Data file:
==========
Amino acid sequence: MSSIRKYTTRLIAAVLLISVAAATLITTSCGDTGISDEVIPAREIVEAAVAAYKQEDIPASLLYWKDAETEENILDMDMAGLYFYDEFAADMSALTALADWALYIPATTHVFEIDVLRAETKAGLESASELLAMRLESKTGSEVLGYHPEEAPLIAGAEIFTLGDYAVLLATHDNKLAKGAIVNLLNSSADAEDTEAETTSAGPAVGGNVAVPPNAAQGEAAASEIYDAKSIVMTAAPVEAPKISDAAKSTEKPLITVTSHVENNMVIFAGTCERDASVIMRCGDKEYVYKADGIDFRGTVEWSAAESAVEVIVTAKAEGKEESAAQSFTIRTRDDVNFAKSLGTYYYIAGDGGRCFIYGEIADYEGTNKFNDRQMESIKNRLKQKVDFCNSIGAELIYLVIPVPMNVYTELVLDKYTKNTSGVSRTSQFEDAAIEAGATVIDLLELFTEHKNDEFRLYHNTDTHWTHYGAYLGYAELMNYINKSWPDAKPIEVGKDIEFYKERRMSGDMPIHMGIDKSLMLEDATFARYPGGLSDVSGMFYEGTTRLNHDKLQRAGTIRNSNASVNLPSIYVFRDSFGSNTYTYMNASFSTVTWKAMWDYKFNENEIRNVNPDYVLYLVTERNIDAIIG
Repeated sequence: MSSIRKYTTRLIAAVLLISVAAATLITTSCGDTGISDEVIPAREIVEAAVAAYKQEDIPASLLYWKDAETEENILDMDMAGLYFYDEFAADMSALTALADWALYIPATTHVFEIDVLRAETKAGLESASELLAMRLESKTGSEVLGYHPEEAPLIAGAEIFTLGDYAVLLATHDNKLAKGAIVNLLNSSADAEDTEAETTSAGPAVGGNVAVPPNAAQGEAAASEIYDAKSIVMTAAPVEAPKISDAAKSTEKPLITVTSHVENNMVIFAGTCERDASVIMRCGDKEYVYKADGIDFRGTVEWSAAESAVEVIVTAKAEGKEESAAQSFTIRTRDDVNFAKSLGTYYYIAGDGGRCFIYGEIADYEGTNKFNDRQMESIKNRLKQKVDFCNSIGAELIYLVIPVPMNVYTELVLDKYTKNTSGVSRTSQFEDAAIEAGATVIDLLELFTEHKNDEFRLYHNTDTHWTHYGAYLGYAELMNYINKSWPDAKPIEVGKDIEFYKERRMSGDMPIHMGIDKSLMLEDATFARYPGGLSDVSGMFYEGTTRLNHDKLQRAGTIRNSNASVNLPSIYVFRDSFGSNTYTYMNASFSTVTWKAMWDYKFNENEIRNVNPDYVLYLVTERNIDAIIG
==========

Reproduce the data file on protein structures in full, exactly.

Amino acid sequence: MSSIRKYTTRLIAAVLLISVAAATLITTSCGDTGISDEVIPAREIVEAAVAAYKQEDIPASLLYWKDAETEENILDMDMAGLYFYDEFAADMSALTALADWALYIPATTHVFEIDVLRAETKAGLESASELLAMRLESKTGSEVLGYHPEEAPLIAGAEIFTLGDYAVLLATHDNKLAKGAIVNLLNSSADAEDTEAETTSAGPAVGGNVAVPPNAAQGEAAASEIYDAKSIVMTAAPVEAPKISDAAKSTEKPLITVTSHVENNMVIFAGTCERDASVIMRCGDKEYVYKADGIDFRGTVEWSAAESAVEVIVTAKAEGKEESAAQSFTIRTRDDVNFAKSLGTYYYIAGDGGRCFIYGEIADYEGTNKFNDRQMESIKNRLKQKVDFCNSIGAELIYLVIPVPMNVYTELVLDKYTKNTSGVSRTSQFEDAAIEAGATVIDLLELFTEHKNDEFRLYHNTDTHWTHYGAYLGYAELMNYINKSWPDAKPIEVGKDIEFYKERRMSGDMPIHMGIDKSLMLEDATFARYPGGLSDVSGMFYEGTTRLNHDKLQRAGTIRNSNASVNLPSIYVFRDSFGSNTYTYMNASFSTVTWKAMWDYKFNENEIRNVNPDYVLYLVTERNIDAIIG
Repeated sequence: MSSIRKYTTRLIAAVLLISVAAATLITTSCGDTGISDEVIPAREIVEAAVAAYKQEDIPASLLYWKDAETEENILDMDMAGLYFYDEFAADMSALTALADWALYIPATTHVFEIDVLRAETKAGLESASELLAMRLESKTGSEVLGYHPEEAPLIAGAEIFTLGDYAVLLATHDNKLAKGAIVNLLNSSADAEDTEAETTSAGPAVGGNVAVPPNAAQGEAAASEIYDAKSIVMTAAPVEAPKISDAAKSTEKPLITVTSHVENNMVIFAGTCERDASVIMRCGDKEYVYKADGIDFRGTVEWSAAESAVEVIVTAKAEGKEESAAQSFTIRTRDDVNFAKSLGTYYYIAGDGGRCFIYGEIADYEGTNKFNDRQMESIKNRLKQKVDFCNSIGAELIYLVIPVPMNVYTELVLDKYTKNTSGVSRTSQFEDAAIEAGATVIDLLELFTEHKNDEFRLYHNTDTHWTHYGAYLGYAELMNYINKSWPDAKPIEVGKDIEFYKERRMSGDMPIHMGIDKSLMLEDATFARYPGGLSDVSGMFYEGTTRLNHDKLQRAGTIRNSNASVNLPSIYVFRDSFGSNTYTYMNASFSTVTWKAMWDYKFNENEIRNVNPDYVLYLVTERNIDAIIG